Before this class I didn’t quite grasp the magnitude of the United States’ influence in world politics. From World War II, to the Cold War, to modern day, the foreign and domestic policies of the US have had far greater impacts then I ever imagined. This realization has been reinforced by several conversations I have had with the locals. I was surprised to find that many of them can speak more eloquently about the US politics situation then most of my friends back home. A Cambridge PhD student even told me that it is “trendy” amongst his friends to keep up with United States’ politics. Two weeks ago I would never have guessed that learning from an Iranian professor at a British institution, surrounded by peers from around the world, would challenge my identity as an American citizen. I am realizing that to truly understand your role as a US citizen abroad, you need to first understand how America’s current and historical actions have impacted the country you are visiting. As I learn more about America’s position in world politics from class, my peers, and the Cambridge locals, I become increasingly cognizant of how I portray myself and my country.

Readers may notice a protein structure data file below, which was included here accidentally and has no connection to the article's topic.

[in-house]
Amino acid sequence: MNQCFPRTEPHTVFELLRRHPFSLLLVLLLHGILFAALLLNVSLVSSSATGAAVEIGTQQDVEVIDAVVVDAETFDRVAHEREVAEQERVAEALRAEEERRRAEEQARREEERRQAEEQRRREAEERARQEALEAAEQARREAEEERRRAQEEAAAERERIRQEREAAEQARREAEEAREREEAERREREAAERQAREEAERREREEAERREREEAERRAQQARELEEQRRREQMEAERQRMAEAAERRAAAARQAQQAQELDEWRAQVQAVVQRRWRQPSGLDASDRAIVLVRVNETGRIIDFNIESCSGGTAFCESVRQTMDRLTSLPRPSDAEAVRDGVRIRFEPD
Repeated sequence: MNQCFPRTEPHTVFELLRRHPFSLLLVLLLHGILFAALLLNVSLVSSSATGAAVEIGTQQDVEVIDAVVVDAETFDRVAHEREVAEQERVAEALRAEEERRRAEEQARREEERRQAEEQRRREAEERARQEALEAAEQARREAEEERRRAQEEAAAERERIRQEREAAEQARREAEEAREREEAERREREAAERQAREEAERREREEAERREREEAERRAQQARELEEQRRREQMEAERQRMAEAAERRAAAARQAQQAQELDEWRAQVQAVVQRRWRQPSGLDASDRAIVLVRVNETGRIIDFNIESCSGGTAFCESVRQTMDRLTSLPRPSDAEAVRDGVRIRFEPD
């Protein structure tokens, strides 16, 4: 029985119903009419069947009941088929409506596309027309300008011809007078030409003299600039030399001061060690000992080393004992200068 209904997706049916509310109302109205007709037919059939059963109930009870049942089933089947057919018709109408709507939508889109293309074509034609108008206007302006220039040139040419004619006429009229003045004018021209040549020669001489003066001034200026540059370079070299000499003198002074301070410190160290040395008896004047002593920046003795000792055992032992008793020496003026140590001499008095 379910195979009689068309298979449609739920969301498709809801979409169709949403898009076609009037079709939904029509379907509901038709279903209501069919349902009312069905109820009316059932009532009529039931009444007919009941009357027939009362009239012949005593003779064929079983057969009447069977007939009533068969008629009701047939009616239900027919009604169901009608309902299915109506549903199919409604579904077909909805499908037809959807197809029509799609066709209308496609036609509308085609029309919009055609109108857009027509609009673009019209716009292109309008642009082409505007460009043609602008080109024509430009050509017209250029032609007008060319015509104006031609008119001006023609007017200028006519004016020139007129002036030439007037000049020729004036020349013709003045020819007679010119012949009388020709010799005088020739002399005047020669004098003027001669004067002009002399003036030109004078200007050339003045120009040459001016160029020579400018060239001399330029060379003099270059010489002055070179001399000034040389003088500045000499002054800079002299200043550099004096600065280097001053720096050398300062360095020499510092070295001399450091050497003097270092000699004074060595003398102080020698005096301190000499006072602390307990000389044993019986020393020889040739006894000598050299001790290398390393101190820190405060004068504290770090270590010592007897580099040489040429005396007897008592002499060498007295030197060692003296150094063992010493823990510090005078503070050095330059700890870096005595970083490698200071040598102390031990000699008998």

When I am not grappling with political theory, I am meeting scores of new people every day. My program is comprised of 350 students representing many countries. Over our traditional English breakfast, I learn about life in Canada, Singapore, and China. Back home I don’t normally talk to groups of complete strangers, but here I find myself speaking up without hesitation. Walking home from class on Friday I came across a group of three recently graduated Cambridge University students who were circled around a baby bird in distress. After thirty minutes of discussion we finally decided to move the little fluff ball from the busy road to the safer shrubbery nearby. We left the bird with water and sardines and I left with a promise to see my bird-rescuing compatriots again. It’s not always all roses though, being removed from your family and friends can be disorienting, stressful, and sometimes awkward. Last week I was toughly embarrassed to have mistaken a girl in my class for another girl whom I had eaten dinner with the night before. Tactless moments aside, fitting into a whole new social network is a difficult and wonderful experience.